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Monitoring health system performance - s ynthesis of some experiences from low-income countries . Dina Balabanova, Tim Powell-Jackson, Richard Coker, Kara Hanson & Anne Mills London School of Hygiene and Tropical Medicine Health System Metrics, Glion sur Montreux, 28-29 September 2006.

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Monitoring health system performance s ynthesis of some experiences from low income countries

Monitoring health system performance - synthesis of some experiences from low-income countries

Dina Balabanova, Tim Powell-Jackson, Richard Coker, Kara Hanson & Anne Mills

London School of Hygiene and Tropical Medicine

Health System Metrics, Glion sur Montreux,

28-29 September 2006


Overview
Overview

  • Background

  • Complexity

  • Objectives and methods

  • Measurement

  • Health financing

  • Health care delivery

  • Emerging issues

  • Conclusions


Background
Background

  • Commitment to invest in health systems is unprecedented, but will not last unless it is possible to show results

  • Currently poor health information available but demand for improved health system metrics (national / international)

  • Opportunities

    • Health System Metrics and other initiative seeking to strengthen HIS

    • Commitment to the health MDGs – need to measure progress

    • Growing consensus of importance of measurement strategies & monitoring & evaluation built into programme planning cycles

  • Threats

    • Limited resources for health information and sustainability

    • Capacity constraints (in the health and social sectors)


Objectives methods
Objectives & Methods

  • Purpose of the study: a review of some low-income countries’ experiences with health system performance monitoring and use of data

  • Case study countries:

    • Georgia

    • Rwanda

    • Uganda

    • West Bengal, India

    • Material from other countries

  • Selection criteria

  • Analytical approaches:

    • uses the WHO health system performance framework

    • synthesis around common themes and issues

    • identifying unique lessons in each type of context


Complexity
Complexity

  • How should health system performance be measured?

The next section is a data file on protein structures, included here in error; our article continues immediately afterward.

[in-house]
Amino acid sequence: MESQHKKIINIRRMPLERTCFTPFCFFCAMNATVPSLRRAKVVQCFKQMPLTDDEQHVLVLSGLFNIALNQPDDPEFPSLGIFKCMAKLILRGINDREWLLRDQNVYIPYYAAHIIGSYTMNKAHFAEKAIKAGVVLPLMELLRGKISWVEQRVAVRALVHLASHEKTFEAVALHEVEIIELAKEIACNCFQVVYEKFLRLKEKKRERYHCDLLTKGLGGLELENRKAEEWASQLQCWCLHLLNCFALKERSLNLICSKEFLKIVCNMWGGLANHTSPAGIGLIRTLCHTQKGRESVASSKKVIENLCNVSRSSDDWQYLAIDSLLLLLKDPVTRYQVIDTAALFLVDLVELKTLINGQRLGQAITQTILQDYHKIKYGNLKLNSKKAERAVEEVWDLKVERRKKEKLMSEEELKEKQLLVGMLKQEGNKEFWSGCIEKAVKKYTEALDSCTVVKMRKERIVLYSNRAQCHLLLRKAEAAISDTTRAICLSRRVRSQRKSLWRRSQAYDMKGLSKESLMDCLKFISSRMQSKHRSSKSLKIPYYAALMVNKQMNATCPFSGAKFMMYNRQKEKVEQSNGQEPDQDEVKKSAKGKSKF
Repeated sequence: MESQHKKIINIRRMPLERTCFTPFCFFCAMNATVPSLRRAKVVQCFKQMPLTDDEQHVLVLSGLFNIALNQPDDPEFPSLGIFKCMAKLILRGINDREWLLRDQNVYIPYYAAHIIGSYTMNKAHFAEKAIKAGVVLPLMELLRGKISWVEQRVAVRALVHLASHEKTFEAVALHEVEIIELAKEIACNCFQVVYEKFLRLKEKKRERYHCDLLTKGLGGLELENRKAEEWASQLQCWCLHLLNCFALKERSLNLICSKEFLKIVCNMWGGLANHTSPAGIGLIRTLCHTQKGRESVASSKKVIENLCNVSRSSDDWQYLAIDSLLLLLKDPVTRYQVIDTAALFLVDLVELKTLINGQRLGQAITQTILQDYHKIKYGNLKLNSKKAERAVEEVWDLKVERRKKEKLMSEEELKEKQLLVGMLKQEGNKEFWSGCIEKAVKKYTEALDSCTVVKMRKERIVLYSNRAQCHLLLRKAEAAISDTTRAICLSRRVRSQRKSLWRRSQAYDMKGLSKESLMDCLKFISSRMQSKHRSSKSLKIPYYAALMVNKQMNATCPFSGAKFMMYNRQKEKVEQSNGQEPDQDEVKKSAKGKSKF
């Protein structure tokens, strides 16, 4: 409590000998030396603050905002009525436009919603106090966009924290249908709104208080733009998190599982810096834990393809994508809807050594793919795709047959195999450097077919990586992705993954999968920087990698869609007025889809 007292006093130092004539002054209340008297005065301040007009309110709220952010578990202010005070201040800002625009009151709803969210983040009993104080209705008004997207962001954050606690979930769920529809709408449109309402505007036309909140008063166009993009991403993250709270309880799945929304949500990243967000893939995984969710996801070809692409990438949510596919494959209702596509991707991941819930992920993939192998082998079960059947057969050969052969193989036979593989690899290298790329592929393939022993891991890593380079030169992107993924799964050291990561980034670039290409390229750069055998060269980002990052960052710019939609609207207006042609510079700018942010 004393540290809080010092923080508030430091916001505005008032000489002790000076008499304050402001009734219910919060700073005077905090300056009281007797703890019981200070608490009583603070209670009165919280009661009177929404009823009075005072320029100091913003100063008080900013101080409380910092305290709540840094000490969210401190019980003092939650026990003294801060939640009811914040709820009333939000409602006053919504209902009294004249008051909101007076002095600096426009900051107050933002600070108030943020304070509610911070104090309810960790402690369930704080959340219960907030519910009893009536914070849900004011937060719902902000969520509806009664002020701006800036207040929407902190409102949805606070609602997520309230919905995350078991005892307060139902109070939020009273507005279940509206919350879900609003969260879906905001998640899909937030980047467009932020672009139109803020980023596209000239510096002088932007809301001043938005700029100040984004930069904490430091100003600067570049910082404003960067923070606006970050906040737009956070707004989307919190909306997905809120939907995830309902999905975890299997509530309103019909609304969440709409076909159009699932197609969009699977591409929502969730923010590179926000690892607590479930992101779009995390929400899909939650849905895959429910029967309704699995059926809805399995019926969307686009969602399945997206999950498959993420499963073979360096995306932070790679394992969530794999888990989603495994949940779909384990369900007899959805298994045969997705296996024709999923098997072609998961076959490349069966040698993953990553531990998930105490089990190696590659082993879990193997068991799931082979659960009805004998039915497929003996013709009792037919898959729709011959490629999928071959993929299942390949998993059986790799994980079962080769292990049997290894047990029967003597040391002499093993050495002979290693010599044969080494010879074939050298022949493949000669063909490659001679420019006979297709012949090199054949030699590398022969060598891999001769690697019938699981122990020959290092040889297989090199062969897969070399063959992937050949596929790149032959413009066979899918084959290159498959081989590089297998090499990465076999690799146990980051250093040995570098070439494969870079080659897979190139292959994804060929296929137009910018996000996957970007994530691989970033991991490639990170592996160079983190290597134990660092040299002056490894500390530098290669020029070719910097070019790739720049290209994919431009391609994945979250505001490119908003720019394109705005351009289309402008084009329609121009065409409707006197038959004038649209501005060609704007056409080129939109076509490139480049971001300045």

• Increasingly multiple contacts with the system, chronic diseases

    • Outcomes determined by different care components, sectors

    • Need for system-wide and inter-sectoral indicators

  • Tension between international (donor-driven) demands and country-level agendas and needs

  • Use of normative approaches imply causality

  • To what extent monitoring influences policy?

  • Impact of measurement on health systems, e.g. Indicators that are measured often improve

  • Monitoring information may be complex to interpret where a range of interventions co-exist.


Measurement

Measurement

What approaches are taken to measure health system performance in the study countries?



Health financing

Health financing

How has information been used?

Where are the gaps?

What challenges remain?


Use of health financing information
Use of health financing information

  • Identification of financing gaps and advocacy for increased allocation of funds to health (Rwanda)

  • Health sector leadership and management of funds (Tanzania, Rwanda)

  • Equity of health financing in the health system (South Africa, Rwanda)

  • Protection against the financial burden of ill health (Mexico)

  • Resource allocation with the health sector (Rwanda)


Gaps in health financing information
Gaps in health financing information

  • Private health expenditures – difficult to collect compared to public and external health financing sources

  • Coverage of NHA relatively low in developing countries but expanding

  • Health financing data at decentralised levels for local decision-making

  • Financial burden of ill health and impact on impoverishment at the household level


National health accounts in africa
National Health Accounts in Africa

Number of NHA Rounds 1994 – 2004


Remaining challenges
Remaining challenges

  • Institutionalisation of NHA into the routine activities of Government

  • Underlying problems in Public Expenditure Management systems and data reliability

  • Timeliness of data (NHAs and household surveys)

  • Collection of private expenditure health financing data

  • Tension between disease expenditure and general health expenditure financial tracking

  • Addressing the needs of in-country policy makers vis-à-vis that of external agencies


Health care delivery

Health care delivery

How has information been used?

Where are the gaps?

What challenges remain?


Use of information country examples
Use of information: country examples

West Bengal, India

Aim: to monitor the performance of public sector programmes. Improve accountability and planning at national level